An alarming article was published in the New York Times yesterday, relaying the results of a study of immigration detention facilities done by the University of Arizona.
Some 300 women held at immigration detention centers in Arizona face dangerous delays in health care and widespread mistreatment, according to [the study], the latest report to criticize conditions at such centers throughout the United States...
The study concluded that immigration authorities were too aggressive in detaining the women, who rarely posed a flight risk, and that as a result, they experienced severe hardships, including a lack of prenatal care, treatment for cancer, ovarian cysts and other serious medical conditions, and, in some cases, being mixed in with federal prisoners.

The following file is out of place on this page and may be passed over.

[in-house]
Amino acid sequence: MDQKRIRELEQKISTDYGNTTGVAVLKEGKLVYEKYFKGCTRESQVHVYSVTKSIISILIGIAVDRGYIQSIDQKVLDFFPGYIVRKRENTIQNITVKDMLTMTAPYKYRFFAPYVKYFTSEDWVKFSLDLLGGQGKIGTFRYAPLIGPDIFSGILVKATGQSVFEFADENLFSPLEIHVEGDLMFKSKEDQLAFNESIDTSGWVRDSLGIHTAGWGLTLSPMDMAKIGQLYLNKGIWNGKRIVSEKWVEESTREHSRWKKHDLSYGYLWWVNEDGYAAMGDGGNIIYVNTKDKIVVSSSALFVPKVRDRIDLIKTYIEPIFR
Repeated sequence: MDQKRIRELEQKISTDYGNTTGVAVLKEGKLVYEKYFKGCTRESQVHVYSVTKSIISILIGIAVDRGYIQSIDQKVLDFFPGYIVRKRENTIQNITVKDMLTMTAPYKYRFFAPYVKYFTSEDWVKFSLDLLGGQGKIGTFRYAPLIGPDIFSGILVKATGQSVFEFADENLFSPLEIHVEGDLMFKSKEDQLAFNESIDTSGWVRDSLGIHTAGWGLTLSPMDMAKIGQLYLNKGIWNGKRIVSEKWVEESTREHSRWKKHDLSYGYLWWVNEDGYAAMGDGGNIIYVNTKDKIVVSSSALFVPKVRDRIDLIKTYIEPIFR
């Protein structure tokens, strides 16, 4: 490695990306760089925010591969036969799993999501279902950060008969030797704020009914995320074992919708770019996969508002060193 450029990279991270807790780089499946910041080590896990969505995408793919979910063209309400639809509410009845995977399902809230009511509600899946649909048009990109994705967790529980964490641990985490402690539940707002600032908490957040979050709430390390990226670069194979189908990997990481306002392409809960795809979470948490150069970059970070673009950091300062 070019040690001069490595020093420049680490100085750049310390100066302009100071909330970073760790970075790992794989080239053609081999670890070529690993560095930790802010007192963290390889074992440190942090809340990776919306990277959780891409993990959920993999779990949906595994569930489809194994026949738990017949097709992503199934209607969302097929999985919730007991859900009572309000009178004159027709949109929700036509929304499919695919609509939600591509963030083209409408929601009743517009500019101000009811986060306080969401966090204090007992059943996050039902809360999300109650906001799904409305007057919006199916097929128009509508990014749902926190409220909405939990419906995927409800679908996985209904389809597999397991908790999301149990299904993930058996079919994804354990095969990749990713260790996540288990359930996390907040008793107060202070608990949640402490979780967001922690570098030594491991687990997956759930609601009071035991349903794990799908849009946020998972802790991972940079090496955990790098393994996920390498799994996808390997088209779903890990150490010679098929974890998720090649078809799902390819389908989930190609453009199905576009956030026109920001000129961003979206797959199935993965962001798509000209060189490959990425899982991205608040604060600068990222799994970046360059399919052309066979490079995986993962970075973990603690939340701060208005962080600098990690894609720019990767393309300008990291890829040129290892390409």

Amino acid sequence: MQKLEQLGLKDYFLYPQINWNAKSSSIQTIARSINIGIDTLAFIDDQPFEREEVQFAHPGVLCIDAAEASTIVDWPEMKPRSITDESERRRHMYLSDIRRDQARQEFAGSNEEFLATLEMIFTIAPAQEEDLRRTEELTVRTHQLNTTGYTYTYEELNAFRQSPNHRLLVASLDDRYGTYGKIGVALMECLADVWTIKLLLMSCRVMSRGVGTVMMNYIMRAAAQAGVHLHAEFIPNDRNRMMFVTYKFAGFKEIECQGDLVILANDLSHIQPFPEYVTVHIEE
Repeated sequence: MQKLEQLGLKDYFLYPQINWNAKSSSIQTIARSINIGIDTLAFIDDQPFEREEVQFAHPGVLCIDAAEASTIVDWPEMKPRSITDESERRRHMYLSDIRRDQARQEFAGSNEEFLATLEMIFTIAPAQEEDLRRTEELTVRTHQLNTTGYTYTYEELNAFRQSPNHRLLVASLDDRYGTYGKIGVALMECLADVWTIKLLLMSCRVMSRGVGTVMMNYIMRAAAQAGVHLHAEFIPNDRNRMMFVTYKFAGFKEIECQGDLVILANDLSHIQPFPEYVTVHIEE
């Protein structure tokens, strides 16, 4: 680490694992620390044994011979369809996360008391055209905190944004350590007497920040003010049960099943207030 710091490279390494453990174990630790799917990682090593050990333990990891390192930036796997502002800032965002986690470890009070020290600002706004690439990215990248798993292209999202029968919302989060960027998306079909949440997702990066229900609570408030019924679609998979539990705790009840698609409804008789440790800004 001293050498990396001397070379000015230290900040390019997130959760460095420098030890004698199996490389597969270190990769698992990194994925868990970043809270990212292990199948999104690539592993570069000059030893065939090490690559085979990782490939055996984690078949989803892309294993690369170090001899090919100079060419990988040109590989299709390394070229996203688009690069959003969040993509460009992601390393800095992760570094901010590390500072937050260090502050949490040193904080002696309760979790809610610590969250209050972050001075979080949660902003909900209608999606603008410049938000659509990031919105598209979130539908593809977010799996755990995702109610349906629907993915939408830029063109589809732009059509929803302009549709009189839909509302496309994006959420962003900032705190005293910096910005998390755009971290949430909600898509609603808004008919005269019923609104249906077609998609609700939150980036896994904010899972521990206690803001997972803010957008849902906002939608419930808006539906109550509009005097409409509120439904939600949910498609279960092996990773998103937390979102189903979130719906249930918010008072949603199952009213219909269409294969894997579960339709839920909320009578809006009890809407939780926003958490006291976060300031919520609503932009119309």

The article details some of the terrible conditions at these facilities that the report unearthed, and includes the perfunctory dismissal by the Federal authorities. It's worth noting that these prisons were not Federally run, but were privately owned enterprises, run "by the Pinal County Sheriff’s Department and the Corrections Corporation of America." Such institutions have exhibited a chronic lack of oversight and accountability in the past. Hopefully the horrors that this study brought to light will be remedied by the new administration, or forces within Arizona. (In the long term, I hope to see Corrections Departments around the country wrested back from the hands of the lowest bidder.)